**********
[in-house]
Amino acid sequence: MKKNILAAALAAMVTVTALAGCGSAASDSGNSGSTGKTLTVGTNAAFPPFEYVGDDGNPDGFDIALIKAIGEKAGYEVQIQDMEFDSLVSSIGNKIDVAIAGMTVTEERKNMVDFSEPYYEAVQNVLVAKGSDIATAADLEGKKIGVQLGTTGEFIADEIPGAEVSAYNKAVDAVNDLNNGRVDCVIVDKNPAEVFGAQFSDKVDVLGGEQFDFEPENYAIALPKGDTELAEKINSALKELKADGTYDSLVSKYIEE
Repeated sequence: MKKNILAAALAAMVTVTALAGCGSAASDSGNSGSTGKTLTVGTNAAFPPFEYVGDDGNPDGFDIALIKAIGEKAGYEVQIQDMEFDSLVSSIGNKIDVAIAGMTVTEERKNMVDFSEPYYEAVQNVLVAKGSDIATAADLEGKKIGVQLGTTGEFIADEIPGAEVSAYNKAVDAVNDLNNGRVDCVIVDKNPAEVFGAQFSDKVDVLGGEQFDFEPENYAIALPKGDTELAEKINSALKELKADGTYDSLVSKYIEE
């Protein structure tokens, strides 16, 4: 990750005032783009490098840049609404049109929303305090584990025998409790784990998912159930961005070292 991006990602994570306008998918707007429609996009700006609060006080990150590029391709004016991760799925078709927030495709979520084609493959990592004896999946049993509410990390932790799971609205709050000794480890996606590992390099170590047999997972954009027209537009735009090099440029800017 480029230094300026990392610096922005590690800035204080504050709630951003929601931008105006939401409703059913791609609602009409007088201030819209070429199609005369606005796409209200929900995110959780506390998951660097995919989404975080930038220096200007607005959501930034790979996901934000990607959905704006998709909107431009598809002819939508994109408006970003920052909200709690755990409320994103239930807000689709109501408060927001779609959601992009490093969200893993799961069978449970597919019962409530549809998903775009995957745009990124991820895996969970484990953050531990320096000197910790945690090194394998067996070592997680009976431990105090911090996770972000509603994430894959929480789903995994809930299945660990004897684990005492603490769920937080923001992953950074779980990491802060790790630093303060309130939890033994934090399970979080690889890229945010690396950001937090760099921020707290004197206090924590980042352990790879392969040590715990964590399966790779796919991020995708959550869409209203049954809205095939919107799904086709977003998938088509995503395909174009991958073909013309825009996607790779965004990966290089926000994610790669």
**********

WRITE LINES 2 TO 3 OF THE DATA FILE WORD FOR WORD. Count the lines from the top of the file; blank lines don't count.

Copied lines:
Amino acid sequence: MKKNILAAALAAMVTVTALAGCGSAASDSGNSGSTGKTLTVGTNAAFPPFEYVGDDGNPDGFDIALIKAIGEKAGYEVQIQDMEFDSLVSSIGNKIDVAIAGMTVTEERKNMVDFSEPYYEAVQNVLVAKGSDIATAADLEGKKIGVQLGTTGEFIADEIPGAEVSAYNKAVDAVNDLNNGRVDCVIVDKNPAEVFGAQFSDKVDVLGGEQFDFEPENYAIALPKGDTELAEKINSALKELKADGTYDSLVSKYIEE
Repeated sequence: MKKNILAAALAAMVTVTALAGCGSAASDSGNSGSTGKTLTVGTNAAFPPFEYVGDDGNPDGFDIALIKAIGEKAGYEVQIQDMEFDSLVSSIGNKIDVAIAGMTVTEERKNMVDFSEPYYEAVQNVLVAKGSDIATAADLEGKKIGVQLGTTGEFIADEIPGAEVSAYNKAVDAVNDLNNGRVDCVIVDKNPAEVFGAQFSDKVDVLGGEQFDFEPENYAIALPKGDTELAEKINSALKELKADGTYDSLVSKYIEE